Grasslands are essentially extensive flatlands under a continuous cover of grass. These areas receive more rainfall than deserts but the amount of precipitation is less than that in forests. Naturally, the vegetation here is dominated by grasses which don’t require as much water as forest vegetation. Though grasslands may look lifeless at first glance, hidden amidst the grass there is a vast variety of faunal diversity.
Pune, in the state of Maharashtra, is the perfect example of a rapidly developing, sprawling Indian city. But the larger region here is dominated by grasslands that expand over an area of more than 5800sq.km. Saswad, just 35km away from Pune, is one of the many such unprotected regions, consisting of semi-arid, savanna landscapes. Often referred to as ‘wastelands’ because of their lifeless appearance, India’s grasslands are in truth home to some of the most elusive and endangered animals, with more than 270 species of birds and many species of reptiles.
The grassland ecosystem is just as important as any other ecosystem for maintaining the balance in nature. Apart from fostering a huge diversity of animal and birdlife, grasses after they die, play the role of natural fertilisers. They help in preventing soil erosion and provide the soil with moisture and texture.
Chinkara is one of the flagship herbivore species found in the vast grasslands of Pune. Also known as the Indian Gazelle, Chinkaras here are flourishing because of the low number of predators and an abundance of food resources. The endangered and elusive Indian Grey Wolf is one of the apex predators of the region. Unfortunately, their numbers are decreasing at an alarming rate due to habitat destruction and road mortalities among other reasons. Other mammalian species inhabiting the area are the Indian Fox, Indian Leopard, Striped Hyena, Golden Jackal, Indian Mongoose and civets to name a few.
The region’s grasslands are often used by the locals to dump cattle carcasses and poultry waste which ensures a steady food supply for all the predators found here, right from leopards and wolves to feral dogs. The landscape also harbours a great number of reptiles, including the endemic Poona Skink, Saw-scaled Viper, Leopard Gecko, Bengal Monitor etc.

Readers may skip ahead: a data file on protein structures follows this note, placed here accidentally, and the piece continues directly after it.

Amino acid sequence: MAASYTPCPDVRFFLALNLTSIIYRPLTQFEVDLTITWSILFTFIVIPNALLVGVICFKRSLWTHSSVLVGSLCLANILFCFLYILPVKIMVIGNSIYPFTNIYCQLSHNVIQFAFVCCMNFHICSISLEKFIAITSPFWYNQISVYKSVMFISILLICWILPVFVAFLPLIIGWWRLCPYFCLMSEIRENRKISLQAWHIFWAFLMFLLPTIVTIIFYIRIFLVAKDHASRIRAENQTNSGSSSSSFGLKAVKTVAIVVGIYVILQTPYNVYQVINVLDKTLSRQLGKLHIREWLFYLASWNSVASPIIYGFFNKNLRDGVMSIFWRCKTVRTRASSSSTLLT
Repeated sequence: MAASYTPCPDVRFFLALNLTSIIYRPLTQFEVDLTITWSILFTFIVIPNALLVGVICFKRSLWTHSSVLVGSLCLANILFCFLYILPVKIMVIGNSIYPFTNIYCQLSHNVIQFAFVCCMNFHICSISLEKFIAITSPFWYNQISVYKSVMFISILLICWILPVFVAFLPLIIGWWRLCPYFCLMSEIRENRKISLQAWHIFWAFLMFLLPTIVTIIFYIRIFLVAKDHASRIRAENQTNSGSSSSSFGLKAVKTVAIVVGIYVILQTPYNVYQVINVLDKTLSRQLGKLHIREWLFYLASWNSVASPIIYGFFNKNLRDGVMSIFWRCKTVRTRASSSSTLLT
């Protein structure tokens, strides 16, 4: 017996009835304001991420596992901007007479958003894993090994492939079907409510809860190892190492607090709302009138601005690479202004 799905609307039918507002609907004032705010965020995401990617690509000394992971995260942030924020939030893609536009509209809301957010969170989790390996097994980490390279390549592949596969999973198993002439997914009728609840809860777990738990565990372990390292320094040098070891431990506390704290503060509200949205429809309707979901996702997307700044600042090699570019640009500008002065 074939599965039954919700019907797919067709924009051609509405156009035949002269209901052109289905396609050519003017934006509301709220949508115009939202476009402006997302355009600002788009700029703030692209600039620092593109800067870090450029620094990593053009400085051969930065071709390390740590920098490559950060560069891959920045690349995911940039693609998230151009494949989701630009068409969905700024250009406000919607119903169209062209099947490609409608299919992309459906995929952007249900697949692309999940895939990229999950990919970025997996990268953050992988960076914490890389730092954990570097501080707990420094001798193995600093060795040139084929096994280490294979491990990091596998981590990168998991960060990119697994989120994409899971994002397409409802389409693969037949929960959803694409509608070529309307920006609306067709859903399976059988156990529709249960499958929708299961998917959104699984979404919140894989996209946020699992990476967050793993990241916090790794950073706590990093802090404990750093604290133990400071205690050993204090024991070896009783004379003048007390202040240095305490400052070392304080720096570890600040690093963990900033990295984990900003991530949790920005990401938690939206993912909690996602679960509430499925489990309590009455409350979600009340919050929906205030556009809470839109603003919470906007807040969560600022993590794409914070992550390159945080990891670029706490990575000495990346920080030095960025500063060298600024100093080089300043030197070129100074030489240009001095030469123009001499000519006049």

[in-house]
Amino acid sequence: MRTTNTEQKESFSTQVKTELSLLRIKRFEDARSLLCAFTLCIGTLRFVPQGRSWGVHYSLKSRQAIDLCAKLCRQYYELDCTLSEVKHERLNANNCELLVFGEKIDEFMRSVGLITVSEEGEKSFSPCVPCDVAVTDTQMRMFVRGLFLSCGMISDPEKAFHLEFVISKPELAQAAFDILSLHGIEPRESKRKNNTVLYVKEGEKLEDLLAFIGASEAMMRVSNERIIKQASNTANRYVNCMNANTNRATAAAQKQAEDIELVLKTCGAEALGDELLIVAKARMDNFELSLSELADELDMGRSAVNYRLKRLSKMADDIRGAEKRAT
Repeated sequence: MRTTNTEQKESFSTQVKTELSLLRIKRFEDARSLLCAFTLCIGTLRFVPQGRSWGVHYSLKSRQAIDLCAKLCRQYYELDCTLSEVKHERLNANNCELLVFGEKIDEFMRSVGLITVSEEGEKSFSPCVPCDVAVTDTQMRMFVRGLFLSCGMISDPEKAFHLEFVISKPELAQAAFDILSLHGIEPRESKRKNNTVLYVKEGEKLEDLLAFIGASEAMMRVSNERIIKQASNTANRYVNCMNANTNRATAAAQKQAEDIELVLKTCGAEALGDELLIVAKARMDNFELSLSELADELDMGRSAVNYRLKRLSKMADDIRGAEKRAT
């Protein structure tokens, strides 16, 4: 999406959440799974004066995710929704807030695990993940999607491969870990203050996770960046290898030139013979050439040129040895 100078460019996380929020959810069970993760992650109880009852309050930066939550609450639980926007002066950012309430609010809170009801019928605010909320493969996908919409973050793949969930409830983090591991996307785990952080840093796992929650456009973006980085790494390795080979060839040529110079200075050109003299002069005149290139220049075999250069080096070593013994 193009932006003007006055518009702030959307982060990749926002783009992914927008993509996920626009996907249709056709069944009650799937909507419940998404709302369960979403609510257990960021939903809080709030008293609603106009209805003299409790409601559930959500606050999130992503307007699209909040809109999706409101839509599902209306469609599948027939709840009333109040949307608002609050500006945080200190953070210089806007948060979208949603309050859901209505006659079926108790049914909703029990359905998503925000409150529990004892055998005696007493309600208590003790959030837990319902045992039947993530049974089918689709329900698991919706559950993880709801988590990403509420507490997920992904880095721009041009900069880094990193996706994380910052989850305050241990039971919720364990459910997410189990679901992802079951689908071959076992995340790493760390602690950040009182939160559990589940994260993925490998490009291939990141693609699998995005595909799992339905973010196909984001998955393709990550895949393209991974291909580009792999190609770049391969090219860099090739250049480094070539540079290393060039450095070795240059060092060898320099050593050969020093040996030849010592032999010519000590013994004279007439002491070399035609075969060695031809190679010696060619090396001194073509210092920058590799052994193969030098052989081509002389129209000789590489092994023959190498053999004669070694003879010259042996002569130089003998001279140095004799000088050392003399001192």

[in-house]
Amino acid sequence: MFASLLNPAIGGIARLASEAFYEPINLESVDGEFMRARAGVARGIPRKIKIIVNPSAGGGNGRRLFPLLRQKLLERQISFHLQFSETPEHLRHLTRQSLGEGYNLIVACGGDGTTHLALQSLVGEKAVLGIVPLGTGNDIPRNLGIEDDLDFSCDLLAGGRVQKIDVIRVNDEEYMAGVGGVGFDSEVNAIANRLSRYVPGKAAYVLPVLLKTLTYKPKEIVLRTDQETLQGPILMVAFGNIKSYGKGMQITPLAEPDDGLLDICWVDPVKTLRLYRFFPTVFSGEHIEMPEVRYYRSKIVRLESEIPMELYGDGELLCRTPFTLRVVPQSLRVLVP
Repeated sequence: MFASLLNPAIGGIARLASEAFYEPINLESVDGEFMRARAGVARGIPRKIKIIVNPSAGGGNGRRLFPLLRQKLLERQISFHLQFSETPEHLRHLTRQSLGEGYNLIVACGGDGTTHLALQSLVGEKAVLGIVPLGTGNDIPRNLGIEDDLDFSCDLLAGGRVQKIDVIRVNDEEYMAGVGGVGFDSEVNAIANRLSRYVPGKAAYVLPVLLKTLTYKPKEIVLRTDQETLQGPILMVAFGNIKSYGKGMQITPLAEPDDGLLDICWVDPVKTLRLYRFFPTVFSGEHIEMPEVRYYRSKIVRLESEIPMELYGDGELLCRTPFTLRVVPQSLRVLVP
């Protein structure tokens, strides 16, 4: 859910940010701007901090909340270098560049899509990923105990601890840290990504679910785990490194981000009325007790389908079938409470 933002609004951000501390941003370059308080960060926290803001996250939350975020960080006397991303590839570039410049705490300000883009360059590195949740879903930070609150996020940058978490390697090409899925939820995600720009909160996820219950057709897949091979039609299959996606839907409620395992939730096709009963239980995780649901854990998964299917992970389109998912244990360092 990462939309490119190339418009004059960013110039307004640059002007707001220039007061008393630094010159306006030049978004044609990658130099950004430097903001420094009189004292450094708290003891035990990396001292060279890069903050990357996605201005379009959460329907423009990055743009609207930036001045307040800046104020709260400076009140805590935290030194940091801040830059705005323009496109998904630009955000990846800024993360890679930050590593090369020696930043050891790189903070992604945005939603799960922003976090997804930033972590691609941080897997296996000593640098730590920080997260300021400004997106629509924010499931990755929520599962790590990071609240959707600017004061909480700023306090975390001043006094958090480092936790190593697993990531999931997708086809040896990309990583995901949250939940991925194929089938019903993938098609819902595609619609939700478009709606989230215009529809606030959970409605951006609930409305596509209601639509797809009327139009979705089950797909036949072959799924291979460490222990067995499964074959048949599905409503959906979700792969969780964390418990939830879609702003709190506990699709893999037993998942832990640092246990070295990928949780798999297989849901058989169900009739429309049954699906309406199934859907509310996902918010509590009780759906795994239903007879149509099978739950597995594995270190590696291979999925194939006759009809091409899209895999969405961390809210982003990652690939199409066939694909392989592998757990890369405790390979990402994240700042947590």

From April to late June, the grasslands turn into display grounds for the vividly coloured Fan-throated Lizard. These lizards start showing up everywhere as they attempt to secure a territory and attract mates.
The grasslands here also house a vast variety of grass-dwelling birds such as the Grey Francolin, Painted Francolin, Bush Quail, Painted Sandgrouse, Chestnut-bellied Sandgrouse, etc.
In these areas, the arrival of the monsoons is announced by the calls of Rain Quails and Common Hawk-Cuckoos. Rain Quails are most active during this time of the year which is also their breeding season. Other significant birds residing here are Striolated Bunting, White-bellied Minivet and Indian Courser to name a few.
The raptors inhabiting these grasslands include notable species like the mighty Bonelli’s Eagle, Indian Eagle-Owl, Black-shouldered Kite and Short-toed Snake-Eagle.
The arrival of winter is an invitation for migratory birds that are annual visitors to these grasslands. They arrive here as passage migrants, travelling to relatively warmer regions with the intention to feed, as winter falls in their temperate breeding grounds.
Montagu’s Harrier, Pallid Harrier, Common Kestrel, Lesser Kestrel and European Roller are some of the birds migrating to these parts in the winter.
But today, these grasslands are in grave danger. Mass destruction of grassland ecosystems are taking place not only in and around Maharashtra but all around the world. There is very little awareness of the diversity these grasslands hold and hence no second thought is given before converting these ‘wastelands’ into agricultural fields.
Highways and railway lines cutting through these sensitive zones result in the mortalities of already endangered animals like the Indian Grey Wolf. Feral dogs are another major threat, with documented records of packs killing Chinkaras and ambushing the denning sites of hyenas, foxes and ground-nesting birds.
Instant measures need to be taken in order to conserve these hotspots of biodiversity. Extensive parts of these grasslands need to be protected and converted into wildlife reserves and sanctuaries, like the Mayureshwar Wildlife Sanctuary situated near Pune.
In Pune, grasslands that come under the cover of protected areas are less than 1 per cent. Continuous efforts need to be made to educate people on how to protect these grasslands. We need to realise that an entire biome will get wiped out if immediate efforts are not made to protect these diverse habitats. Our grasslands need to be conserved in order to preserve what they shelter. The time to act isn’t gone, it has just begun.